The mindfulness we cultivate in the act of meditation has scientifically beneficial effects on our minds and bodies. But a much more profound experience is that of becoming our own best friend.
Mindfulness is a way of relating to our experience that opens us to the totality of it - that is, we learn to embrace it all, the joy and the heartache. But some experiences are harder to be with. It’s difficult to be with physical or emotional pain, and we often retreat to the mind in search of distractions. But when we are able to fully be with our experience, something that feels like magic happens.
Many people wait until they've fully understood something before they're willing to take that necessary step into action. But here's the thing - with mindfulness, the real learning comes through the doing. Concepts are helpful, but the practice is where a true embodied understanding is born.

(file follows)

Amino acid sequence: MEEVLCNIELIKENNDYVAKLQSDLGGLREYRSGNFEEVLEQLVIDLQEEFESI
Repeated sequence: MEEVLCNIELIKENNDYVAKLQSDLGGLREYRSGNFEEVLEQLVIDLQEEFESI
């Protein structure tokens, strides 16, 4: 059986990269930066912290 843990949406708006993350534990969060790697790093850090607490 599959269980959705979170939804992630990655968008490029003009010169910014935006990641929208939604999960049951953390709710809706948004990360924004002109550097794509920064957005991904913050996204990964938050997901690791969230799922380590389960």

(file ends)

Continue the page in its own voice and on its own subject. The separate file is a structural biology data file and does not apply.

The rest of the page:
Whenever we pursue a new activity, we’re often focused on the goal that activity is set to achieve. For example, in the case of meditation, we often come to the practice with the hope, expectation or goal that it will achieve a desired outcome; less stress, more joy, overall improved health, etc. That’s normal. However, two researchers from the University of Chicago, Fishbach and Choi, were able to demonstrate how our motivation to pursue and to stick with an activity is impacted by how we attend to the activity.